-- "Colleen", a worker since 1992 who "aged out": the physical demands of working in the hot humidity, camping, trucking gear, seem to have gotten beyond what I can do at 68, and the expense of coming as a Festie (and the strangeness of not being in the worker world I inhabited for 13 years) makes that unlikely. But I learned a lot in all those years of flying in, and camping there for 2-4 weeks each time, so I'm happy I can at least share some tips. I miss the trees, the women, the music, the stars, the Woo. I remember fondly the hundreds of kidlets we cared for in Sprouts over many of those years. I often worked the night shift and it was wonderful to sit "guard" over a carpeted tent at 11 pm, with just the "twinkle" lights, with a dozen children sleeping in cribs and on mattresses, with clean sheets and blankies (in the woods!), adjusting the mosquito nets on the cribs, tucking in a kicked-off blanket, awaiting the grateful moms pick-ups ("Amanda played a lot with Leo, they built a store in the playhouse and liked it when Angie read them the book about fire trucks.") ("Lake has a bandaid on his leg, but he's not hurt: he wanted it when his friend needed one too.") Though I do remember with a smile the sight of a little mouse scampering down the line of sleeping was, after all, the Woods.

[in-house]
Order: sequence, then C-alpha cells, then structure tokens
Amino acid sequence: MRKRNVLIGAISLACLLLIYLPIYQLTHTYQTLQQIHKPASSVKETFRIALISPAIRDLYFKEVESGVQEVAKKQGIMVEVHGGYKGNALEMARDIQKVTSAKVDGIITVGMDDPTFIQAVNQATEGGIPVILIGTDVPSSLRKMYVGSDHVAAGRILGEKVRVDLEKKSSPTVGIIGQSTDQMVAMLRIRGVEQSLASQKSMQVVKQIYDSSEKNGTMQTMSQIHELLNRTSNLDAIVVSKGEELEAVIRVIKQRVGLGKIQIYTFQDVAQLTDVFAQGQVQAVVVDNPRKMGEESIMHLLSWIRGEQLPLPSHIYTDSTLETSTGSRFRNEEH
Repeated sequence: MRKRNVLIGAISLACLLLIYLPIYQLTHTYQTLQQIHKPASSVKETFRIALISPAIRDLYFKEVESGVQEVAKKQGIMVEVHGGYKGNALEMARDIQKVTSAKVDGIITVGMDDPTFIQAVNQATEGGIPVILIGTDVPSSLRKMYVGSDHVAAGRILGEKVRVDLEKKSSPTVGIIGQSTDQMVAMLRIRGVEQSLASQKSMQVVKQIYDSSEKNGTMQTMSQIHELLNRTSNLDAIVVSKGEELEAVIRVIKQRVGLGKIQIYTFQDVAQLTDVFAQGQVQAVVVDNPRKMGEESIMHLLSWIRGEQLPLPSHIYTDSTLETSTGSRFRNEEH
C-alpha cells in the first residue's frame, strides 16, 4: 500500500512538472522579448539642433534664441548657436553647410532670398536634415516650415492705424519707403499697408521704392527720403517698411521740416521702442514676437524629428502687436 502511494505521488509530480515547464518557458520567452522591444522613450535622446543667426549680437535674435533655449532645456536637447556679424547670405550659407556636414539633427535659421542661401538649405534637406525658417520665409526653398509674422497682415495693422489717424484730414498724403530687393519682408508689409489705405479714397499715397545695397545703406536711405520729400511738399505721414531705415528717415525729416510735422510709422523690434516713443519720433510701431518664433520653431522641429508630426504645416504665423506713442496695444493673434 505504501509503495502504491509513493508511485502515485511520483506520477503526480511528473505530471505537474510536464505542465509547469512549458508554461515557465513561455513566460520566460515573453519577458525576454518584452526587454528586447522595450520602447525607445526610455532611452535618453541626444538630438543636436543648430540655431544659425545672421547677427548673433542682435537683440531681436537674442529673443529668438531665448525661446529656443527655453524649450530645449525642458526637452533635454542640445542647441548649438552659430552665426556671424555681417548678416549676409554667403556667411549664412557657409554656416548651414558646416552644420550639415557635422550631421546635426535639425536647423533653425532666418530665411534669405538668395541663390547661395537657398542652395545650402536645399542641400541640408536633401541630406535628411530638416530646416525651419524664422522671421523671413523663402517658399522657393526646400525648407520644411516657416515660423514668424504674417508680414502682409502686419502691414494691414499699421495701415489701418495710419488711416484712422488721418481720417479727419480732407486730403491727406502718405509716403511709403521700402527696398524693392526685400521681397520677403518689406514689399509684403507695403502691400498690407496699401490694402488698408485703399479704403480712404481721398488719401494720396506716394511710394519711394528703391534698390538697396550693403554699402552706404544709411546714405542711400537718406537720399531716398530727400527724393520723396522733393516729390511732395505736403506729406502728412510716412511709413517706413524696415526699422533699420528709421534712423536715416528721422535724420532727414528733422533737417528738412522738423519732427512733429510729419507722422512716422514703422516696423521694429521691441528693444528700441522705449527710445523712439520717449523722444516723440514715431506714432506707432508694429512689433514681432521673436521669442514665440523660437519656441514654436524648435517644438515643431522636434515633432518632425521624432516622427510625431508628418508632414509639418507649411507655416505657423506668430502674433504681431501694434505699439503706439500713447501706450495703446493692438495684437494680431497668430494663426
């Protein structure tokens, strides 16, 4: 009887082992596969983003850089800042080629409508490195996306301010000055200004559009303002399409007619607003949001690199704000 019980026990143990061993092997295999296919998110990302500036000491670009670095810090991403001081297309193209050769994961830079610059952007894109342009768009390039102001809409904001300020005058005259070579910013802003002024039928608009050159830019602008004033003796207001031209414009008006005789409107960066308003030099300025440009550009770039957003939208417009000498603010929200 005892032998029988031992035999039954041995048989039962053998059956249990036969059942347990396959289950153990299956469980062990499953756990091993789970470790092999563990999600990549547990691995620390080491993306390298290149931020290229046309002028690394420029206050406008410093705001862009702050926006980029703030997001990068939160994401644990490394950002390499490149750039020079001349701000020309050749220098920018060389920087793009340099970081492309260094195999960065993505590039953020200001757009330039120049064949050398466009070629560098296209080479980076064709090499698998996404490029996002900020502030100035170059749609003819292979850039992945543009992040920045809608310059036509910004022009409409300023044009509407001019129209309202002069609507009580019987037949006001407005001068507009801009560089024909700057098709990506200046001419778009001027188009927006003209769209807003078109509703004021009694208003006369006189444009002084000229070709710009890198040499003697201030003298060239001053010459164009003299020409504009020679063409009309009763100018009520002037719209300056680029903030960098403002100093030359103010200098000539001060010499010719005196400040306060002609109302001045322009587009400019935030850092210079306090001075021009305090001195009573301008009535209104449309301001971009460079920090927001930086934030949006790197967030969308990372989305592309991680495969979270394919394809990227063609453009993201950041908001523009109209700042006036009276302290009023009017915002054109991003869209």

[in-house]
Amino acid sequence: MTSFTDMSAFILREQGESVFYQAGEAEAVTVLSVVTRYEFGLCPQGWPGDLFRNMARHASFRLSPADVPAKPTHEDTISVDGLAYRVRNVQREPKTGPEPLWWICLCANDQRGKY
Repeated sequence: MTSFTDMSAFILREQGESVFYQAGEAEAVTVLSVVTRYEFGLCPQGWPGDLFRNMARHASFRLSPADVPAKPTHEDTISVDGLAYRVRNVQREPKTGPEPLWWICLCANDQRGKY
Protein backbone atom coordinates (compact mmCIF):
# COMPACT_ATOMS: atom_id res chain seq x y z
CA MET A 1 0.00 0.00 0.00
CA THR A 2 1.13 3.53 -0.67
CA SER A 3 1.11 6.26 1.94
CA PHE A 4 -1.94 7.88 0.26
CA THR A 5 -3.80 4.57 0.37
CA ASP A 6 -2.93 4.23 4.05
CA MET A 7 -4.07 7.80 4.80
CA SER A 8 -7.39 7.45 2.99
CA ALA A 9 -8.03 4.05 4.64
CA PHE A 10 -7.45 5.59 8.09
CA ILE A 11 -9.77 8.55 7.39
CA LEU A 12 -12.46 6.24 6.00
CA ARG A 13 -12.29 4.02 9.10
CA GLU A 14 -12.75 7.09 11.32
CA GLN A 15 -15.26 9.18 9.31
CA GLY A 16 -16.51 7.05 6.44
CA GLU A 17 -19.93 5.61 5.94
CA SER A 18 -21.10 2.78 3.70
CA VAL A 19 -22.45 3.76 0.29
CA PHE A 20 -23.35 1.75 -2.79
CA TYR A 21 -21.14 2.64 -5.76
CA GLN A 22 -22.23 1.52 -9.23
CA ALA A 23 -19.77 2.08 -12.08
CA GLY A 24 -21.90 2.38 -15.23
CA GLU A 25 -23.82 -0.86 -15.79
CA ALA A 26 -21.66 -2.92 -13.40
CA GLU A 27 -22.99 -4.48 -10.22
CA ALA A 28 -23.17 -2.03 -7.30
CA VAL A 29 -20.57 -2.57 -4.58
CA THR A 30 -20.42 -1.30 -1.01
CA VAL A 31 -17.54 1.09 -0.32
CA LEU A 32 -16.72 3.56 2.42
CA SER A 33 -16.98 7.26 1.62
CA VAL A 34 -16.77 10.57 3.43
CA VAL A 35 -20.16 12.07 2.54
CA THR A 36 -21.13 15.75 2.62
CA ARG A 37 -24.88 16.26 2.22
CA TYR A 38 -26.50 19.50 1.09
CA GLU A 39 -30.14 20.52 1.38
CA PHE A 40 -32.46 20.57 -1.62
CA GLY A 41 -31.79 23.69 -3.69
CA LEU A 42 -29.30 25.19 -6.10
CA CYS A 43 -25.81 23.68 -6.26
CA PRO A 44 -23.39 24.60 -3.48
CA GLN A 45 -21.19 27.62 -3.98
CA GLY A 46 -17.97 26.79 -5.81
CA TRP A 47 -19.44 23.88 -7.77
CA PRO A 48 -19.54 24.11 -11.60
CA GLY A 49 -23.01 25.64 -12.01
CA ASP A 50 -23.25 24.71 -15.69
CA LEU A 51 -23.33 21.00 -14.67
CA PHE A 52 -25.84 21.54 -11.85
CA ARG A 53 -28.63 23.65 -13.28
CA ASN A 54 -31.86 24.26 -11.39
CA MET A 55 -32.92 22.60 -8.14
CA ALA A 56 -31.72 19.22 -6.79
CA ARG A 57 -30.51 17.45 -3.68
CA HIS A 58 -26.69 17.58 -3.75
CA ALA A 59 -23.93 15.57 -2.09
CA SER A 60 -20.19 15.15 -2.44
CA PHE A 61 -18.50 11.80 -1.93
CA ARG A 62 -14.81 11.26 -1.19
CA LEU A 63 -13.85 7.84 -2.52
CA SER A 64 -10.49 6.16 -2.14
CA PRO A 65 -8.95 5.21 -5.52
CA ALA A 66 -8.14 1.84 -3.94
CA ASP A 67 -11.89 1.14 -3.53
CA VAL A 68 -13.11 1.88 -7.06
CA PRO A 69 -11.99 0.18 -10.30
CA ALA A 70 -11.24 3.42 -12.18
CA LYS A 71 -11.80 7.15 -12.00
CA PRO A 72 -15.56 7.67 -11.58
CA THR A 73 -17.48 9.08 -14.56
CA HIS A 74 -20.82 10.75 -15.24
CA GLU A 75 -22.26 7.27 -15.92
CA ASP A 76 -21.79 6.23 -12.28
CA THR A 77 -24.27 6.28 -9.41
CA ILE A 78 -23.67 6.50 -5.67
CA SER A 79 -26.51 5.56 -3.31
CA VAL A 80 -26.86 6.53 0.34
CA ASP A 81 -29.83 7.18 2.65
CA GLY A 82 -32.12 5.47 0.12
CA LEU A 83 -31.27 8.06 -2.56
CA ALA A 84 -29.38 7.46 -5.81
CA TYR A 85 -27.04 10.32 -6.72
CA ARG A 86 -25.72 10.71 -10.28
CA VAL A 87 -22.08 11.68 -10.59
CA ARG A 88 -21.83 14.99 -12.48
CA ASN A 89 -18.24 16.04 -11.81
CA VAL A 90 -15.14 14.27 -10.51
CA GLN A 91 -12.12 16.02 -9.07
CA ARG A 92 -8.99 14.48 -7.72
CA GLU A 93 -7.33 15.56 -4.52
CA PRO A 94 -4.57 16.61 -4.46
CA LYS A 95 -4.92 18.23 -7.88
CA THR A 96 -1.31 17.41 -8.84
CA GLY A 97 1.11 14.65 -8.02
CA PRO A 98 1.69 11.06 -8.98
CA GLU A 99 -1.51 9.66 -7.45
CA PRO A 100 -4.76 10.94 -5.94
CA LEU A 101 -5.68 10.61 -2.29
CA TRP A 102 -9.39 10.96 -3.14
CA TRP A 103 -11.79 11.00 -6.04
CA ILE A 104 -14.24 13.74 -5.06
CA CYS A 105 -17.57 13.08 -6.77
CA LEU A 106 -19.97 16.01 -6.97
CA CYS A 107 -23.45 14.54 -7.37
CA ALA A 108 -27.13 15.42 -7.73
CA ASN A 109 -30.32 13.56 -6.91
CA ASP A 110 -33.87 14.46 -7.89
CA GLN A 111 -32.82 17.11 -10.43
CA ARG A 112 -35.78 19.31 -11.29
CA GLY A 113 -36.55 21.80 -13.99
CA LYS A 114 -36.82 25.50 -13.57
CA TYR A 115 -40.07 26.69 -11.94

Wed Jul 31, 2013 1:39 pm

Joined: Thu Jun 28, 2007 2:50 pm
Posts: 26
Location: Minnesota
That is soooo sweet. You paint a lovely picture, colleen.

Wed Jul 31, 2013 1:55 pm

Joined: Tue Jun 23, 2009 9:26 am
Posts: 32
Location: Vermont
Colleen- thank you from a super appreciative mom:) whos kid's first childcare experience at 9months was at Sprouts.

Wed Jul 31, 2013 8:08 pm

Joined: Fri Jun 22, 2012 6:57 pm
Posts: 119
It makes me very sad that you are not able to attend now that you are no longer able to be a worker! Thank you for your many years of service!


Wed Jul 31, 2013 8:49 pm

Joined: Sun Dec 31, 2006 7:41 pm
Posts: 77
Location: WA
I'll be with you in spirit: may you have mild temperatures, no rain in the daytime, considerate neighbors, and warm enough clothes for Night Stage. And season it all with shooting stars, sweet smiles from strangers, and helping hands when you need them. Amazon Wimmin .......RISE !

Sun Aug 04, 2013 12:03 pm